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Business Comment

Anthony Hilton: They may have passed you by, but these events show how things are changing

The themes and trends just below the surface are often what matter most

The significant events of a week or a year are seldom those which make an impact at the time. News is by its nature ephemeral and only rarely has lasting importance. What matters is often not noticed at all. These are the themes and trends just below the surface and often overlooked in the onward rush of everyday life which do indeed tell us something about the way we live and how it is changing.

This being the last column of the year here are a few of these events which as news may have passed you by but which do say a great deal about the pressures and the problems of today’s business world.

Regulators in the boardroom

The first is was the fact that KPMG partner Oliver Tant did not become finance director of Legal & General, the insurance group. He was by all accounts earmarked for the role, and on paper he looked ideally qualified for it. But the City’s regulator was unconvinced and this prompted the company to think again.

What this tells us is that in the financial world such is the power and influence of the regulators that they are in effect sitting in the boardroom alongside the directors. After the financial crash and the misbehaviour of the banks we might well say thank goodness for that. But is it really such a good thing? Business is about assessing risk and taking it in a controlled way to create wealth. Regulation is about trying to prevent things going wrong. The two make uneasy bedfellows and if our businesses become less creative, less dynamic, grey and mediocre it will be too a high price to pay for safety.

We are in danger of drowning in process. No one seems to care about outcomes anymore, provided the process has been flowed and no one can be blamed.

Taming Narcissus

Tesco’s stumble also tells us a lot about the world in which we live. The company, which accounts for one pound in every  12 spent by British consumers and for years seemed able to sweep all before it, is now on the defensive.

It made a costly mistake trying to crack America; the rest of its international business is not as profitable as it would like; it is losing market share in the UK especially to the discounters like Aldi and Lidl but most of all it has too much space. In effect, if 15 per cent of grocery shopping goes online there is 15 per cent of unused space in the stores.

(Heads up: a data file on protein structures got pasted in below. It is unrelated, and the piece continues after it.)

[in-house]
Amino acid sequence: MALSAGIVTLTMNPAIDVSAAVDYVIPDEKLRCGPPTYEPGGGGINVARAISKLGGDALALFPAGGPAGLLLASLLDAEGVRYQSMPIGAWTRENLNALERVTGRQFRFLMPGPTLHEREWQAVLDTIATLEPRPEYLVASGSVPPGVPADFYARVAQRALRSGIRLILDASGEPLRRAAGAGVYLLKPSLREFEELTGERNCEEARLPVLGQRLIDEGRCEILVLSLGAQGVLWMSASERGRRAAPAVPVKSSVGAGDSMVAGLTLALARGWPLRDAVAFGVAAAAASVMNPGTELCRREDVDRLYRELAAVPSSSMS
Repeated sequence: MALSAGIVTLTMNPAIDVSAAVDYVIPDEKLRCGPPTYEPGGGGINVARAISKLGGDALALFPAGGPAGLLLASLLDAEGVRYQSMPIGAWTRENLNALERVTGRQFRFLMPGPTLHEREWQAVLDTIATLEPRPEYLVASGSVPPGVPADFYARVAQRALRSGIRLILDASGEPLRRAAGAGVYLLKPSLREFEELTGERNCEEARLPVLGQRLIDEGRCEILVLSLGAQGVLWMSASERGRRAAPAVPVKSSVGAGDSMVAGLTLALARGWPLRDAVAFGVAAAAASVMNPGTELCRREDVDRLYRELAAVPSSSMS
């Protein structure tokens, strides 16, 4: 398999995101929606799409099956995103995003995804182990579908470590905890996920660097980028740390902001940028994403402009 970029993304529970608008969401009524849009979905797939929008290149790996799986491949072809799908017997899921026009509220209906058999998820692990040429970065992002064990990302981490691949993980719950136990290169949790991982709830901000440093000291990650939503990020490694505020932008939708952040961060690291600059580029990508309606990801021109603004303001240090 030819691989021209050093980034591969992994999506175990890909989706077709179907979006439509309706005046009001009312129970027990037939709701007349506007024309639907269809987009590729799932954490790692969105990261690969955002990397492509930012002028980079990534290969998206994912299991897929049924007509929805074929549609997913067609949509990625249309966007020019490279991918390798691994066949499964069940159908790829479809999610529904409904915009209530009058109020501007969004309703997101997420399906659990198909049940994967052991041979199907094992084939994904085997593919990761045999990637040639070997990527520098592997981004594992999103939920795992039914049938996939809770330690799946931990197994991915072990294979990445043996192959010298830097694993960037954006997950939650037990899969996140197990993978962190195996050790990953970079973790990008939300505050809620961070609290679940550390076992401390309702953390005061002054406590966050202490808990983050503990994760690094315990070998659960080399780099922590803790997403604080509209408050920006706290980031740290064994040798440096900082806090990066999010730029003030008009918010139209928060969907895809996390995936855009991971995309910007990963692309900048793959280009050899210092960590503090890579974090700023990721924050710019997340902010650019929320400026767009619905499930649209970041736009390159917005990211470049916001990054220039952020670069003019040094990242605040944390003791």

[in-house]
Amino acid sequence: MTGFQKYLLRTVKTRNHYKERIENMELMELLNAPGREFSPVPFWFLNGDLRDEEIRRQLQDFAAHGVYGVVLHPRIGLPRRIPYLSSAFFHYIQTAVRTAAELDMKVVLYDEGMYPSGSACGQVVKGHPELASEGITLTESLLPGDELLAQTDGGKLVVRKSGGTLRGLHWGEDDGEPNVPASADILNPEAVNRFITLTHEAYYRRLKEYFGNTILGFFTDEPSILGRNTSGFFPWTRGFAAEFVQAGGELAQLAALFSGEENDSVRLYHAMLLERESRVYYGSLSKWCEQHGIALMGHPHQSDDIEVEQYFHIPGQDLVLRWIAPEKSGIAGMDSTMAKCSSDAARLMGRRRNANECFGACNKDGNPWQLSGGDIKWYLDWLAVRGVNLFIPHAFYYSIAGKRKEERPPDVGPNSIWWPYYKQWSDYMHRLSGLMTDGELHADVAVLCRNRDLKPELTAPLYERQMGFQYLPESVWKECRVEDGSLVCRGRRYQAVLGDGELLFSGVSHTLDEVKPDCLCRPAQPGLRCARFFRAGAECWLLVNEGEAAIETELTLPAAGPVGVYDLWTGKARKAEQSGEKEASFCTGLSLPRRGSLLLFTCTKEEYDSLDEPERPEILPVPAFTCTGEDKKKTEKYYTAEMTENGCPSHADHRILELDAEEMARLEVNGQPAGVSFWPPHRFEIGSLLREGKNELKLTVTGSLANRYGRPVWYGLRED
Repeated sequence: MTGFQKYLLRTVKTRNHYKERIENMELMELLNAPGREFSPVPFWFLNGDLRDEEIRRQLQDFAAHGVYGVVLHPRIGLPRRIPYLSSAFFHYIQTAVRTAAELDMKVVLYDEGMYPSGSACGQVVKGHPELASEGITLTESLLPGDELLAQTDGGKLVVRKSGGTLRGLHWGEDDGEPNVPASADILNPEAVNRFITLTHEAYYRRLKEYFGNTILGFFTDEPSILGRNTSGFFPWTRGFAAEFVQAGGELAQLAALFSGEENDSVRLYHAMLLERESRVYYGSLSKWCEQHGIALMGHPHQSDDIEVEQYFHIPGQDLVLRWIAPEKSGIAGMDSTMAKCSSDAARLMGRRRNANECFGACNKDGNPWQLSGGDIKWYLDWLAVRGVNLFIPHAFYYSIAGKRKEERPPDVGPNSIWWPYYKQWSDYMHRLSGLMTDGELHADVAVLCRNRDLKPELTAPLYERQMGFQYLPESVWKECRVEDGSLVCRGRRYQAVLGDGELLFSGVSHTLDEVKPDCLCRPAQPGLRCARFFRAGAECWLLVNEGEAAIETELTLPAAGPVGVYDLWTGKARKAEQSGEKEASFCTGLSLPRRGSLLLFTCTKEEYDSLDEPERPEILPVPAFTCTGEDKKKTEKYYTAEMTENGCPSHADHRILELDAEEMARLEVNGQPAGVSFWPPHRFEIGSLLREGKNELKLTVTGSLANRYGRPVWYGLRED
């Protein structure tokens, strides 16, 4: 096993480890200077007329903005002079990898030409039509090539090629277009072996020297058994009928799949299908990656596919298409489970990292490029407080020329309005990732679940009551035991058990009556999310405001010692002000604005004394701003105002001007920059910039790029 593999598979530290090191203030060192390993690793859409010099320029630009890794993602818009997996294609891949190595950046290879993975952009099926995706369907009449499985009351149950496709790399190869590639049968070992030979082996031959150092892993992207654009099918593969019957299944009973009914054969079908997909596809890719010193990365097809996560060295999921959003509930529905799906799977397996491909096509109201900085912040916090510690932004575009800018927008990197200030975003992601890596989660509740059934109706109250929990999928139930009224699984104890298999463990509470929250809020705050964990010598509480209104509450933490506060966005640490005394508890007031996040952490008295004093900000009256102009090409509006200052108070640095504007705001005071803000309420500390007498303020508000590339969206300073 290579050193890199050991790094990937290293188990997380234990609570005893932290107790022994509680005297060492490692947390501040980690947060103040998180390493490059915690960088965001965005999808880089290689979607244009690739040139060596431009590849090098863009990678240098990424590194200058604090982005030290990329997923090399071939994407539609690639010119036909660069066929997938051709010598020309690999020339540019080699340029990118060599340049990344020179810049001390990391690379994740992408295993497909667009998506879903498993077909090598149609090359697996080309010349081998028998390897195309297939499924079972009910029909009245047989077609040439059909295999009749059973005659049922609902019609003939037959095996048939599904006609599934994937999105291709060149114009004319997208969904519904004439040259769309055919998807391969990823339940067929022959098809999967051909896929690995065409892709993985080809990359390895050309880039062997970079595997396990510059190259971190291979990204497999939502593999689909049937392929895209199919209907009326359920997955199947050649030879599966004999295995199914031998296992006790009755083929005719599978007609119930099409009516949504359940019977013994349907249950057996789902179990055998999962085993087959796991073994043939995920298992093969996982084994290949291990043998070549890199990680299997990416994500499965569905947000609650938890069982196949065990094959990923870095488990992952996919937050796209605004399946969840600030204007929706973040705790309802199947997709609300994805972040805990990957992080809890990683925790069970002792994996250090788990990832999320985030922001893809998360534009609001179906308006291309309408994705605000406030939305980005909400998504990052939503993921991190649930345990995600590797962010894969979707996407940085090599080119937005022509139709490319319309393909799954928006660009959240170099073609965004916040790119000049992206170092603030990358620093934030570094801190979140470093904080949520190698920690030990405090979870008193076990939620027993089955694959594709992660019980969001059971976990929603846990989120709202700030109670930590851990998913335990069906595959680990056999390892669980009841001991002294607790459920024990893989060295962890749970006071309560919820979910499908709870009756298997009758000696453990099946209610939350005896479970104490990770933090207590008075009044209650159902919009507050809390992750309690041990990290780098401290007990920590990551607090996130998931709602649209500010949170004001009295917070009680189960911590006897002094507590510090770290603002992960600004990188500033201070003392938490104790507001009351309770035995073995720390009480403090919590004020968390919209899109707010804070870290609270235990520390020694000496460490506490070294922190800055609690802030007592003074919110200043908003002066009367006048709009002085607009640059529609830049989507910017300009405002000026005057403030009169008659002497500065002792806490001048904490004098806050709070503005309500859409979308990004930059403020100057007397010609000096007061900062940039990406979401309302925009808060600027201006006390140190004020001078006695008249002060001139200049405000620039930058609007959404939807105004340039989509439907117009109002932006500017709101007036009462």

The other lesson of Tesco is that all businesses come unstuck in the end. Tesco has long been noted for managerial arrogance where a powerful chief executive dominates all around him – including his chairman. Headhunter Anna Mann has just published a paper called Taming Narcissus, which warns of the dangers of successful chief executives getting above themselves, thinking they can walk on water and then over-reaching themselves. It ought to be required reading in every boardroom.

Emotion trumping reason

Another landmark was a report prepared by Sir John Armitt at the behest of the shadow Chancellor, Ed Balls, on how to take the politics out of infrastructure spending.

Sir John devised a system which was elegant in delivering certainty while recognising and retaining the need for Parliamentary accountability, but unfortunately, because it came from the Labour side, the Government refused to engage with it or its suggestions.

The inability of politicians to put the national interest before political interest in decisions such as high-speed rail, airport runways and nuclear-power plants reflects how society in general is losing the ability to discuss and decide upon complex issues, partly because information is now delivered in relatively glib sound bites, and partly because society has lost trust in the experts it used to rely on to guide it through such things. The result is that emotion scores more highly than reason in taking these complex decisions. How you – or the voters – feel becomes more important that what do you or the voters think.

Off balance

Finally we come to Mark Carney. Of the speeches he has made since his appointment as Governor of the Bank of England in the summer none is more significant than the one at a Financial Times anniversary celebration where he painted a picture of the UK economy even more massively dependent on financial services than it is now. “Forget rebalancing and embrace finance” was his message.

Banks, whose combined balance sheets were four times the size of the annual output of the entire UK economy at the time of the crash in 2008, could well be nine times that output by 2050 he said. We should be pleased about this, he went on, provided we successfully crack the “too big to fail problem” so there are no more Government bailouts

So, five years on from the financial crash which brought the economy to its knees, we are embarked on a course to become still more dependent on finance and in truth it will probably happen anyway, whether or not the “too big to fail” issues are resolved.

Whether the rest of the country agrees with Mr Carney that we should welcome such a development is moot. But he deserves our thanks for pointing it out while the politicians continues to stress rebalancing. In reality we are heading in quite the opposite direction.